What does man rely on mostly for a social experience, instincts or culture? This is a question which brings out a clear cut difference between animals and human beings. While animals rely mostly on instincts, the opposite is true to the human beings, as they rely on culture so as to be fully acclimatized to their social surroundings.It is ‘natural’ for man to create a way of life without having any vital instinctive knowledge during the struggle for survival process. This is possible even after having being exposed to a new environment.One of this ways is through the establishment of a subculture, which is defined as ‘a group that shares many elements of the dominant culture but maintains its own distinctive customs, values, norms and lifestyles’ (Scott, 2005).
In this light, the African Americans form a unique subculture which has employed great creativity in the fusion of the African and the American elements of culture, hence the term African AmericanReligion and Music African American religion is characterized by creative fusion and a long tale of variety. During the slave trade period, the enslaved Africans carried with them a myriad of local practices and beliefs.This diversity was a clear reflection that they were from very different linguistic and cultural groups. Even though most of the slaves were from the West African coast, they were still different, as each community had their specific religion.
Key among them was the African Traditional Religion. Once the slaves reached America, it was very difficult for them to preserve their religions. This is because they were subjected to harsh circumstances such as high death rates due to poor health conditions and the separation of tribal groups and families. Additionally, the Americans termed all their religions as ‘heathen’.Therefore, they made sure that all of them were strict followers of Christianity.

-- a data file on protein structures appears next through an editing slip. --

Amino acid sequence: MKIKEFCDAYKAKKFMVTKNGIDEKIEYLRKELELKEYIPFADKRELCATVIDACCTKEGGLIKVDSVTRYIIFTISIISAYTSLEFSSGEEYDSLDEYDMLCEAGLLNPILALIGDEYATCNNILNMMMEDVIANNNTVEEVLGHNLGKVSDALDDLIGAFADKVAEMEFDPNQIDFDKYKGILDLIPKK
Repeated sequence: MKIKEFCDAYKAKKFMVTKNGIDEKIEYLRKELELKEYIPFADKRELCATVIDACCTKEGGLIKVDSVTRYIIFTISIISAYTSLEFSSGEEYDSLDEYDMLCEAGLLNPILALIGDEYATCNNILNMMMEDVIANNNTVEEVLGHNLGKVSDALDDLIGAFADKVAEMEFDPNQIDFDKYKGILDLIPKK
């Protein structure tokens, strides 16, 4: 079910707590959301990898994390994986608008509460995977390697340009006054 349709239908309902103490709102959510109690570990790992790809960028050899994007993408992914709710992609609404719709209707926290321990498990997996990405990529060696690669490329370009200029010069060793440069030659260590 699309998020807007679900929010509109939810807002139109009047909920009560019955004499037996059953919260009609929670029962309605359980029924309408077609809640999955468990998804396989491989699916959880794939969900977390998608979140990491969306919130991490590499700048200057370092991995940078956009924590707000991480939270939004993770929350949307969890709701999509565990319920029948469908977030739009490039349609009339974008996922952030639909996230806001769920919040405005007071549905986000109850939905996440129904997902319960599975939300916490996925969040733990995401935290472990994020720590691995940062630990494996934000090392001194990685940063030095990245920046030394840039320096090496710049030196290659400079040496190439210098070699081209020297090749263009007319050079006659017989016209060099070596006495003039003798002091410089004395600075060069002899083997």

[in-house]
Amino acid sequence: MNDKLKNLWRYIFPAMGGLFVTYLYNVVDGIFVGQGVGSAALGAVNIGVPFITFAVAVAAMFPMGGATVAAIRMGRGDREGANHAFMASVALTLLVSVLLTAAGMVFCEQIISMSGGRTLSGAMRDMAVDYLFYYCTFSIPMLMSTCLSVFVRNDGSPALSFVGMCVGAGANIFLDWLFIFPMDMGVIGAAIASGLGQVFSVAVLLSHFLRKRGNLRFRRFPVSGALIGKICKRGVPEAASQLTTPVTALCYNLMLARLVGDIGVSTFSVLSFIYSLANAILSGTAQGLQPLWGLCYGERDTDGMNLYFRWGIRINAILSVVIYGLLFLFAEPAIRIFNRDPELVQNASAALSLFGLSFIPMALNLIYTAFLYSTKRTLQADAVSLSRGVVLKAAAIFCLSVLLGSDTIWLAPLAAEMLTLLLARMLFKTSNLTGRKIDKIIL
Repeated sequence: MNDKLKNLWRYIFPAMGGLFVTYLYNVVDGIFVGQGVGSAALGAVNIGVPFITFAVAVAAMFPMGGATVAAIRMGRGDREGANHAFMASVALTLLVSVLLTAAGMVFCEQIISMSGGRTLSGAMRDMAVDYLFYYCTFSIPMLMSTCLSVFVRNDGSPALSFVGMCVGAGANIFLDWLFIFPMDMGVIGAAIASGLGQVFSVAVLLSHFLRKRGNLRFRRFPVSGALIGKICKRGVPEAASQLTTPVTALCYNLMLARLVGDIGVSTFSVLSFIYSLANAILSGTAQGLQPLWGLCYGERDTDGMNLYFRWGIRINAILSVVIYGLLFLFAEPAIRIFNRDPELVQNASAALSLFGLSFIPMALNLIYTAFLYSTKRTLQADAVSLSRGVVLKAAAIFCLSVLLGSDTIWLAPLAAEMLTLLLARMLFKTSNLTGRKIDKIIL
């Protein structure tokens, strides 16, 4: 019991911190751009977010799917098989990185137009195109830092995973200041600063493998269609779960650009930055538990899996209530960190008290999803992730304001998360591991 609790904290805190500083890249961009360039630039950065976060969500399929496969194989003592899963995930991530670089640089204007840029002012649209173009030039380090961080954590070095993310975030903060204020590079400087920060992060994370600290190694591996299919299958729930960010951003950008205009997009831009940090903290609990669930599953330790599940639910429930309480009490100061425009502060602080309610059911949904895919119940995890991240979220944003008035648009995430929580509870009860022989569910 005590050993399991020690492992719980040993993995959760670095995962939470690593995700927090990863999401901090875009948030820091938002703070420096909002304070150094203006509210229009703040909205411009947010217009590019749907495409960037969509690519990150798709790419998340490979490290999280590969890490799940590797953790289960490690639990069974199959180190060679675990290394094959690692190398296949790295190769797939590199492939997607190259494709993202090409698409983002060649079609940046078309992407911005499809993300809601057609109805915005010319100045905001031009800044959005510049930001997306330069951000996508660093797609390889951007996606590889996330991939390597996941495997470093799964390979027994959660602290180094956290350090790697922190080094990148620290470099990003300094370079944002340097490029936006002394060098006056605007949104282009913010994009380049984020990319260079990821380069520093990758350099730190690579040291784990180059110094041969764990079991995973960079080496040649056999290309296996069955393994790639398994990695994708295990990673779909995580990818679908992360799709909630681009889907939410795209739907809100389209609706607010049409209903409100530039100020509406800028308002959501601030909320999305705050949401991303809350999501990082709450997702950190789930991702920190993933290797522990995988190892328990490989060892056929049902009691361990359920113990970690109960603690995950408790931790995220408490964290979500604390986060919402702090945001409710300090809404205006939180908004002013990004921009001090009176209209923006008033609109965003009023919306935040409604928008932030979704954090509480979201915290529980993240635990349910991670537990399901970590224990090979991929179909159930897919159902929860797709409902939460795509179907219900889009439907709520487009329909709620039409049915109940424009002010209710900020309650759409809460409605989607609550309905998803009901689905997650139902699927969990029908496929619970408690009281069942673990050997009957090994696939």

Since the African Americans did not want to do away with their religious activities, they inculcated the Christian religion with their rhythms, movements, isolated songs, the strong belief in curative roots as well as the efficacy of an ancestral and spiritual world (Kipp, 2005). Latin America was a stronghold of the Catholic religion. Therefore, the Africans combined the Catholic religion with their practices and beliefs, and came up with religions such as Voodoo in Haiti, Candomble in Brazil and Santeria in Cuba. These religions are still practiced to date by the African Americans living in Latin America. However, it was a different case in North America.
There were so many protestant evangelical preachers, who actively converted the African Americans. Therefore, they did not retain so much of their African religious beliefs, except for dances and movements. This is because they still continued to have strong worship patterns like spirit possession, singing, dancing and clapping, which exists up to date.Most of them were converted to the Baptist, Methodist and other Independent Churches. Up to date, the African Americans are mostly Protestants.